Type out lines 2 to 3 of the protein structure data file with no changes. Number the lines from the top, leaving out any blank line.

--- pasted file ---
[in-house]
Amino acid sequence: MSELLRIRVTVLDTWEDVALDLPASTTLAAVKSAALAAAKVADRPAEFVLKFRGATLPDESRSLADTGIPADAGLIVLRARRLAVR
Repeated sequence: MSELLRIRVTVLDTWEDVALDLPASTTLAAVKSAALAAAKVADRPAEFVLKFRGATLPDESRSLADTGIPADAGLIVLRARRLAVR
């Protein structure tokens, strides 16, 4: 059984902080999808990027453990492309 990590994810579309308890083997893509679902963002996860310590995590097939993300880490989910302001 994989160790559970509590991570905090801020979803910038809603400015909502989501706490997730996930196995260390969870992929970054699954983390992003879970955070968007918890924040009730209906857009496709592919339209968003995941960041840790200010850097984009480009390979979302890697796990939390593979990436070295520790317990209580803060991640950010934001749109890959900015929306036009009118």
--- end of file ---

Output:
Amino acid sequence: MSELLRIRVTVLDTWEDVALDLPASTTLAAVKSAALAAAKVADRPAEFVLKFRGATLPDESRSLADTGIPADAGLIVLRARRLAVR
Repeated sequence: MSELLRIRVTVLDTWEDVALDLPASTTLAAVKSAALAAAKVADRPAEFVLKFRGATLPDESRSLADTGIPADAGLIVLRARRLAVR